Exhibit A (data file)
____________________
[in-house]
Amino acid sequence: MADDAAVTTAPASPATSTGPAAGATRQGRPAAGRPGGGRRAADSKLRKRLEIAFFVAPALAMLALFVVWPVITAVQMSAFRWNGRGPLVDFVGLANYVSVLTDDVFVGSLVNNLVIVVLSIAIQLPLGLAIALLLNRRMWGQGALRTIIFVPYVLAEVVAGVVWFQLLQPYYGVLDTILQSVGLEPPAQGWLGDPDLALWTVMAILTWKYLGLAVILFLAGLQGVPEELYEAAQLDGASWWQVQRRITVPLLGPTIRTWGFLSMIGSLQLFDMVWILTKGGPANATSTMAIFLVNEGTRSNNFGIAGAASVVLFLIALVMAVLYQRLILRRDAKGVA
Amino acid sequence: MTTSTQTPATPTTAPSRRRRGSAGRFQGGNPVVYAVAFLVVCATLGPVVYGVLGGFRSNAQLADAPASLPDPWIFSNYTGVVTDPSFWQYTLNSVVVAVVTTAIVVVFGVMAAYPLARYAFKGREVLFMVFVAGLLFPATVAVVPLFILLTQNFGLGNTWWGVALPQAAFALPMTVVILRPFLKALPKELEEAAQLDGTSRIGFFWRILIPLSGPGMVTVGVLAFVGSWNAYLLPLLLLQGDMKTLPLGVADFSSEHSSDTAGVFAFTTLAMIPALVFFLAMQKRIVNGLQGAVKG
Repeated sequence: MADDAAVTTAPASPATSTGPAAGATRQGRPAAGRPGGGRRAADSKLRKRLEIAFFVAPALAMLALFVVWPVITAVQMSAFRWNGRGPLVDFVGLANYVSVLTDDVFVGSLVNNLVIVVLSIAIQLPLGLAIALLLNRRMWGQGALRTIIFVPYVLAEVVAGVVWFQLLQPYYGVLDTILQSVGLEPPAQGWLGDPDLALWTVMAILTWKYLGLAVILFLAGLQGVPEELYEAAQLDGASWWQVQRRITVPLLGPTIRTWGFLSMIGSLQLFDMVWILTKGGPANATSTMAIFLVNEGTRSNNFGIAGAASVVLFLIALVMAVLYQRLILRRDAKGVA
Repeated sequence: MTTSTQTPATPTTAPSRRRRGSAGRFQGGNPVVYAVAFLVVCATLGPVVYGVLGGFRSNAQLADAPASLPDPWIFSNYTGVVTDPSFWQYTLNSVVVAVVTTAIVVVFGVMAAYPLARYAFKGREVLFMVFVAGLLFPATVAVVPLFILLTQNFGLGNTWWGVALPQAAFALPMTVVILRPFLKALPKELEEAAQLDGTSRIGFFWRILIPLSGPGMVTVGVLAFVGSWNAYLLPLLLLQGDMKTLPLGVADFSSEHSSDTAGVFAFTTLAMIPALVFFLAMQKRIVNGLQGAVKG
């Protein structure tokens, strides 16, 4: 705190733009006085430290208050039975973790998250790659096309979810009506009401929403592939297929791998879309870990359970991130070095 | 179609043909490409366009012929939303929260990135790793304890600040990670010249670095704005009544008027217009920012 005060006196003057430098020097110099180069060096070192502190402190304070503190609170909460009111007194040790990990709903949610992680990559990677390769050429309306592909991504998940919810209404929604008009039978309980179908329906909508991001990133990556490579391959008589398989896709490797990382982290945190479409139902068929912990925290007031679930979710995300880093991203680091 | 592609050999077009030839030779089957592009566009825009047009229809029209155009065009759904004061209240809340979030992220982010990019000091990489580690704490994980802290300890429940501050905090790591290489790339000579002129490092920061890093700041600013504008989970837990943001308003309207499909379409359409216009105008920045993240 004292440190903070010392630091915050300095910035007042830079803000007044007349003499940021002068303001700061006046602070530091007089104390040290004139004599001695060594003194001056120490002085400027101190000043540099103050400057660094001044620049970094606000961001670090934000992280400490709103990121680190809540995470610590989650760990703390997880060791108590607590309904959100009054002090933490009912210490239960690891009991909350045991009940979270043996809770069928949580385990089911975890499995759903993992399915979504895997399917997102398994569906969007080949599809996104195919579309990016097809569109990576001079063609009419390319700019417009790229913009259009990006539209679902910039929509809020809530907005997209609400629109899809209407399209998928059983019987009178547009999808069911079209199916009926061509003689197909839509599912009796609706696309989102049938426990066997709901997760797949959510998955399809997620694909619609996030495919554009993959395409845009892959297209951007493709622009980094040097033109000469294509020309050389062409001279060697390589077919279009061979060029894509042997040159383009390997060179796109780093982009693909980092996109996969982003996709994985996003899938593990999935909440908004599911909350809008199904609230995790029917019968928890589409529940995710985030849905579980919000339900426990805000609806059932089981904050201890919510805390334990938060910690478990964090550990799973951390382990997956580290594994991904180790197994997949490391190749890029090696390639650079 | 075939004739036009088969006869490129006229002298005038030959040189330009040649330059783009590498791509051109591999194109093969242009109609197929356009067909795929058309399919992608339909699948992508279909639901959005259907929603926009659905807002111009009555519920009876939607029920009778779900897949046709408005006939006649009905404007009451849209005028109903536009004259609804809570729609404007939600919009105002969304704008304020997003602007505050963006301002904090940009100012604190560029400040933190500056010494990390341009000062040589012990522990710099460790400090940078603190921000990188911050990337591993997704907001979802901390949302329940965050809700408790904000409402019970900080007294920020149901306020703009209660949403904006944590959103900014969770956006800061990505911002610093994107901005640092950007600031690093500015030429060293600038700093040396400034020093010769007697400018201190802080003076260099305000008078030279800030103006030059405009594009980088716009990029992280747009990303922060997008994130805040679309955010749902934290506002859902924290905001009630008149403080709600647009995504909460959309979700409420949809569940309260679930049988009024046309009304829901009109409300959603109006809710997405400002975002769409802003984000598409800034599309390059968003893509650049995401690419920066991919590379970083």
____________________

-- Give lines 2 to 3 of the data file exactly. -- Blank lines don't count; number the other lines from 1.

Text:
Amino acid sequence: MADDAAVTTAPASPATSTGPAAGATRQGRPAAGRPGGGRRAADSKLRKRLEIAFFVAPALAMLALFVVWPVITAVQMSAFRWNGRGPLVDFVGLANYVSVLTDDVFVGSLVNNLVIVVLSIAIQLPLGLAIALLLNRRMWGQGALRTIIFVPYVLAEVVAGVVWFQLLQPYYGVLDTILQSVGLEPPAQGWLGDPDLALWTVMAILTWKYLGLAVILFLAGLQGVPEELYEAAQLDGASWWQVQRRITVPLLGPTIRTWGFLSMIGSLQLFDMVWILTKGGPANATSTMAIFLVNEGTRSNNFGIAGAASVVLFLIALVMAVLYQRLILRRDAKGVA
Amino acid sequence: MTTSTQTPATPTTAPSRRRRGSAGRFQGGNPVVYAVAFLVVCATLGPVVYGVLGGFRSNAQLADAPASLPDPWIFSNYTGVVTDPSFWQYTLNSVVVAVVTTAIVVVFGVMAAYPLARYAFKGREVLFMVFVAGLLFPATVAVVPLFILLTQNFGLGNTWWGVALPQAAFALPMTVVILRPFLKALPKELEEAAQLDGTSRIGFFWRILIPLSGPGMVTVGVLAFVGSWNAYLLPLLLLQGDMKTLPLGVADFSSEHSSDTAGVFAFTTLAMIPALVFFLAMQKRIVNGLQGAVKG